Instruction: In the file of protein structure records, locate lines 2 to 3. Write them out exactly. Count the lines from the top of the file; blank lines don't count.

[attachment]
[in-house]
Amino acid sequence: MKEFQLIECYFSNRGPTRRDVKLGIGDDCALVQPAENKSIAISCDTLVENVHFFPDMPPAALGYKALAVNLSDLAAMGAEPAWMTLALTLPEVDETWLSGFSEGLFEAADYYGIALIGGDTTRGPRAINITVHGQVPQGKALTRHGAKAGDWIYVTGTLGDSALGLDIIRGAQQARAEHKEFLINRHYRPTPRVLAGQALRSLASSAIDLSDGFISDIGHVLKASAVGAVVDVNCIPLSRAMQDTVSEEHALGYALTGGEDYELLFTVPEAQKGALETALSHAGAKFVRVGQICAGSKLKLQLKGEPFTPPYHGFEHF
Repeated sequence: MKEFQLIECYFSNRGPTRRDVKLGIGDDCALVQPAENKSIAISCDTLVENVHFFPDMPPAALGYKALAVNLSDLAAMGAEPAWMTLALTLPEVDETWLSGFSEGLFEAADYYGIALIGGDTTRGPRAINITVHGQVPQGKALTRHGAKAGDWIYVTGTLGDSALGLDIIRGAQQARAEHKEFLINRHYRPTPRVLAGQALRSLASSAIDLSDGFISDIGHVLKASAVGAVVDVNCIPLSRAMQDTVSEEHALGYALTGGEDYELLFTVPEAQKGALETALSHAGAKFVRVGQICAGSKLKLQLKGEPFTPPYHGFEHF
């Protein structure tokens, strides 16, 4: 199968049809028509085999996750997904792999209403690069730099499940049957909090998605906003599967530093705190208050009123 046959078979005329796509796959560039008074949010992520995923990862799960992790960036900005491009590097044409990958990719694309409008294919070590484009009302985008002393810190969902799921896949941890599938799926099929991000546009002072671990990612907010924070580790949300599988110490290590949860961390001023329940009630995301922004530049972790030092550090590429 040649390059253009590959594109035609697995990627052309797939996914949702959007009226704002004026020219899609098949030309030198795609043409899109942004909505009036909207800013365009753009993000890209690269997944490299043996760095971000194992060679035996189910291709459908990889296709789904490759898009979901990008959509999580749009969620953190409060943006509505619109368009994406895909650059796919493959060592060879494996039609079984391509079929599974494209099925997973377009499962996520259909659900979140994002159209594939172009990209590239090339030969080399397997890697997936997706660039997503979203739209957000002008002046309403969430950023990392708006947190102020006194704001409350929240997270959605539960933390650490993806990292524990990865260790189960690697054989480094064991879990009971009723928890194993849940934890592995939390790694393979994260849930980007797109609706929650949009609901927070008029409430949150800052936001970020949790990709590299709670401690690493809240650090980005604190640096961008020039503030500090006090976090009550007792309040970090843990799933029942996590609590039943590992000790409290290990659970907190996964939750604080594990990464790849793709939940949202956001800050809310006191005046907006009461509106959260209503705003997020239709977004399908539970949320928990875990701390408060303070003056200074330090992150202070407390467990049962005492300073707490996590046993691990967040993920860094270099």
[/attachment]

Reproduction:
Amino acid sequence: MKEFQLIECYFSNRGPTRRDVKLGIGDDCALVQPAENKSIAISCDTLVENVHFFPDMPPAALGYKALAVNLSDLAAMGAEPAWMTLALTLPEVDETWLSGFSEGLFEAADYYGIALIGGDTTRGPRAINITVHGQVPQGKALTRHGAKAGDWIYVTGTLGDSALGLDIIRGAQQARAEHKEFLINRHYRPTPRVLAGQALRSLASSAIDLSDGFISDIGHVLKASAVGAVVDVNCIPLSRAMQDTVSEEHALGYALTGGEDYELLFTVPEAQKGALETALSHAGAKFVRVGQICAGSKLKLQLKGEPFTPPYHGFEHF
Repeated sequence: MKEFQLIECYFSNRGPTRRDVKLGIGDDCALVQPAENKSIAISCDTLVENVHFFPDMPPAALGYKALAVNLSDLAAMGAEPAWMTLALTLPEVDETWLSGFSEGLFEAADYYGIALIGGDTTRGPRAINITVHGQVPQGKALTRHGAKAGDWIYVTGTLGDSALGLDIIRGAQQARAEHKEFLINRHYRPTPRVLAGQALRSLASSAIDLSDGFISDIGHVLKASAVGAVVDVNCIPLSRAMQDTVSEEHALGYALTGGEDYELLFTVPEAQKGALETALSHAGAKFVRVGQICAGSKLKLQLKGEPFTPPYHGFEHF